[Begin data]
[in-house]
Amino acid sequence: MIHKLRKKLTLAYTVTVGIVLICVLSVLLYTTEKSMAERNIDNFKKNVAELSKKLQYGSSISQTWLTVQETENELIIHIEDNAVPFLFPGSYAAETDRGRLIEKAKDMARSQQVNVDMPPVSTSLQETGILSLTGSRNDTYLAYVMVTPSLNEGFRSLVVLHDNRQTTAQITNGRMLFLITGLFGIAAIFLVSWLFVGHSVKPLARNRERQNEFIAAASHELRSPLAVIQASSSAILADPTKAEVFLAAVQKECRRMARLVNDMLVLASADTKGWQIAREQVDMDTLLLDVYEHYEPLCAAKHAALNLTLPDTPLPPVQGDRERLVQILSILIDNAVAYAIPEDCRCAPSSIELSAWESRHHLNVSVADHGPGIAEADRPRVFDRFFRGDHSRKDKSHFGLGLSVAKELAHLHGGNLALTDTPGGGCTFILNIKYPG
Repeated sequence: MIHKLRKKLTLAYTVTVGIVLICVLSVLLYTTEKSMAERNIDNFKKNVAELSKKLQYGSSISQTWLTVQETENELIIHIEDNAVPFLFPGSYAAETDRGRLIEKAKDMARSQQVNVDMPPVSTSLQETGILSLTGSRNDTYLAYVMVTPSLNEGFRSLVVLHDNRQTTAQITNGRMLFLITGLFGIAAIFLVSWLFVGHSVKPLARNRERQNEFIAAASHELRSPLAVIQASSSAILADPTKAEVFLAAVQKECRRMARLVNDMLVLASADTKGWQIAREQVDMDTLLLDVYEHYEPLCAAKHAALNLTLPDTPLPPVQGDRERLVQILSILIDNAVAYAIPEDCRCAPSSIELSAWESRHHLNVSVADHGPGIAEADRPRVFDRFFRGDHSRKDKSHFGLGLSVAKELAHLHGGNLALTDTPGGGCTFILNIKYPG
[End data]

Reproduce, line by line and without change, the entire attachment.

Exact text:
[in-house]
Amino acid sequence: MIHKLRKKLTLAYTVTVGIVLICVLSVLLYTTEKSMAERNIDNFKKNVAELSKKLQYGSSISQTWLTVQETENELIIHIEDNAVPFLFPGSYAAETDRGRLIEKAKDMARSQQVNVDMPPVSTSLQETGILSLTGSRNDTYLAYVMVTPSLNEGFRSLVVLHDNRQTTAQITNGRMLFLITGLFGIAAIFLVSWLFVGHSVKPLARNRERQNEFIAAASHELRSPLAVIQASSSAILADPTKAEVFLAAVQKECRRMARLVNDMLVLASADTKGWQIAREQVDMDTLLLDVYEHYEPLCAAKHAALNLTLPDTPLPPVQGDRERLVQILSILIDNAVAYAIPEDCRCAPSSIELSAWESRHHLNVSVADHGPGIAEADRPRVFDRFFRGDHSRKDKSHFGLGLSVAKELAHLHGGNLALTDTPGGGCTFILNIKYPG
Repeated sequence: MIHKLRKKLTLAYTVTVGIVLICVLSVLLYTTEKSMAERNIDNFKKNVAELSKKLQYGSSISQTWLTVQETENELIIHIEDNAVPFLFPGSYAAETDRGRLIEKAKDMARSQQVNVDMPPVSTSLQETGILSLTGSRNDTYLAYVMVTPSLNEGFRSLVVLHDNRQTTAQITNGRMLFLITGLFGIAAIFLVSWLFVGHSVKPLARNRERQNEFIAAASHELRSPLAVIQASSSAILADPTKAEVFLAAVQKECRRMARLVNDMLVLASADTKGWQIAREQVDMDTLLLDVYEHYEPLCAAKHAALNLTLPDTPLPPVQGDRERLVQILSILIDNAVAYAIPEDCRCAPSSIELSAWESRHHLNVSVADHGPGIAEADRPRVFDRFFRGDHSRKDKSHFGLGLSVAKELAHLHGGNLALTDTPGGGCTFILNIKYPG